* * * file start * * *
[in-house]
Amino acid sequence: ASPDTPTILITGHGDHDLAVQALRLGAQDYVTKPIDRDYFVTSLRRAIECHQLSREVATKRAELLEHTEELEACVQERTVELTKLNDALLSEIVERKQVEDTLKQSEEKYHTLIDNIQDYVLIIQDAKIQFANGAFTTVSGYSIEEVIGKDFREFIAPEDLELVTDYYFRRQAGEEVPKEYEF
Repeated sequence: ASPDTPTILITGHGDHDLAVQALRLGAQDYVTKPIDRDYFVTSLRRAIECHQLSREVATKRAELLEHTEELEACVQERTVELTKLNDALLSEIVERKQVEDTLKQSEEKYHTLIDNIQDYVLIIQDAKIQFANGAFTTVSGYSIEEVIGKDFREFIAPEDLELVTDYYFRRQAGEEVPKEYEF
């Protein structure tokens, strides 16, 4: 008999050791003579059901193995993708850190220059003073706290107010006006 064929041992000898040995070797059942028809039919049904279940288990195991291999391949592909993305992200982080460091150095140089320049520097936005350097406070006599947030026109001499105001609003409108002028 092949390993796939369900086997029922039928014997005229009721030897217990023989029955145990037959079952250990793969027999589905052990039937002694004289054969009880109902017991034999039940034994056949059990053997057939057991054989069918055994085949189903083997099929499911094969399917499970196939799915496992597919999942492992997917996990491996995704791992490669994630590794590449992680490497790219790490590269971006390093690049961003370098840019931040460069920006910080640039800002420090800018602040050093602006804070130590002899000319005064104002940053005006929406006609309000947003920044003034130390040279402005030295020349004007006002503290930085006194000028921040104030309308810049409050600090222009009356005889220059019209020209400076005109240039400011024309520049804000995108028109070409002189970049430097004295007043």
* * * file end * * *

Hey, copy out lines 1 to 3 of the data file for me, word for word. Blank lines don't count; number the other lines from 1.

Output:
[in-house]
Amino acid sequence: ASPDTPTILITGHGDHDLAVQALRLGAQDYVTKPIDRDYFVTSLRRAIECHQLSREVATKRAELLEHTEELEACVQERTVELTKLNDALLSEIVERKQVEDTLKQSEEKYHTLIDNIQDYVLIIQDAKIQFANGAFTTVSGYSIEEVIGKDFREFIAPEDLELVTDYYFRRQAGEEVPKEYEF
Repeated sequence: ASPDTPTILITGHGDHDLAVQALRLGAQDYVTKPIDRDYFVTSLRRAIECHQLSREVATKRAELLEHTEELEACVQERTVELTKLNDALLSEIVERKQVEDTLKQSEEKYHTLIDNIQDYVLIIQDAKIQFANGAFTTVSGYSIEEVIGKDFREFIAPEDLELVTDYYFRRQAGEEVPKEYEF